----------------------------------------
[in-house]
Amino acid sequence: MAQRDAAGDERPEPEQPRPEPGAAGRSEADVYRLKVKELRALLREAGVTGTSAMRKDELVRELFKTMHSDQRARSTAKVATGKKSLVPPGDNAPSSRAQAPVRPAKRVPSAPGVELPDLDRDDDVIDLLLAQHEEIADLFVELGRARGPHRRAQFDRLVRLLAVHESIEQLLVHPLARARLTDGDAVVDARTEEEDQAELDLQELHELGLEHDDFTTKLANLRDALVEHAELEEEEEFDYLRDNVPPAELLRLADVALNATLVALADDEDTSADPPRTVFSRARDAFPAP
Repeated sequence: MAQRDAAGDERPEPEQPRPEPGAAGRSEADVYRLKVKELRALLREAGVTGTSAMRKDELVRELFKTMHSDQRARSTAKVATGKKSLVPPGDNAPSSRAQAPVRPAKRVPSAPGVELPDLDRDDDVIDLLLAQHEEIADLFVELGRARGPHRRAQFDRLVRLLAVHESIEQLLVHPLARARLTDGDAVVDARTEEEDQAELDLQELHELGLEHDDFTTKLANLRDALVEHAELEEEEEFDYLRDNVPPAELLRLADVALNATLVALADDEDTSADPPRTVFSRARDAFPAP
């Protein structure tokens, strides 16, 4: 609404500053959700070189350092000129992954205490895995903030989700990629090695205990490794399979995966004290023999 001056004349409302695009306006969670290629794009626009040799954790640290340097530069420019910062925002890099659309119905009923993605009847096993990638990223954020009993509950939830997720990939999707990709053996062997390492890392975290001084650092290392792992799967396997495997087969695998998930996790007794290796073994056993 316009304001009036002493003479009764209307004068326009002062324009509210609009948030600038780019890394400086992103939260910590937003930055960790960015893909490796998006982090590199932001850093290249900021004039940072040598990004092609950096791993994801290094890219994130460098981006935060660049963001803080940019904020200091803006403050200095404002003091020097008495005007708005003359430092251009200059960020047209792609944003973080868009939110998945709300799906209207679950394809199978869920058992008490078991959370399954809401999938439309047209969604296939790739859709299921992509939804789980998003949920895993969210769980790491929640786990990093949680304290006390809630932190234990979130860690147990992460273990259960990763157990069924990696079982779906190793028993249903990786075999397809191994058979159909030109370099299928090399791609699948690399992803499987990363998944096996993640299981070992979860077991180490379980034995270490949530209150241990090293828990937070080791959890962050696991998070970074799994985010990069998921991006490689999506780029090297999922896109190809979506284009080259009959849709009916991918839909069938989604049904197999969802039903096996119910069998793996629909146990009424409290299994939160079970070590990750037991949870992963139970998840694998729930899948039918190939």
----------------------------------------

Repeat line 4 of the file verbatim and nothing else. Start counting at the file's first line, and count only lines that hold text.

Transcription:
């Protein structure tokens, strides 16, 4: 609404500053959700070189350092000129992954205490895995903030989700990629090695205990490794399979995966004290023999 001056004349409302695009306006969670290629794009626009040799954790640290340097530069420019910062925002890099659309119905009923993605009847096993990638990223954020009993509950939830997720990939999707990709053996062997390492890392975290001084650092290392792992799967396997495997087969695998998930996790007794290796073994056993 316009304001009036002493003479009764209307004068326009002062324009509210609009948030600038780019890394400086992103939260910590937003930055960790960015893909490796998006982090590199932001850093290249900021004039940072040598990004092609950096791993994801290094890219994130460098981006935060660049963001803080940019904020200091803006403050200095404002003091020097008495005007708005003359430092251009200059960020047209792609944003973080868009939110998945709300799906209207679950394809199978869920058992008490078991959370399954809401999938439309047209969604296939790739859709299921992509939804789980998003949920895993969210769980790491929640786990990093949680304290006390809630932190234990979130860690147990992460273990259960990763157990069924990696079982779906190793028993249903990786075999397809191994058979159909030109370099299928090399791609699948690399992803499987990363998944096996993640299981070992979860077991180490379980034995270490949530209150241990090293828990937070080791959890962050696991998070970074799994985010990069998921991006490689999506780029090297999922896109190809979506284009080259009959849709009916991918839909069938989604049904197999969802039903096996119910069998793996629909146990009424409290299994939160079970070590990750037991949870992963139970998840694998729930899948039918190939």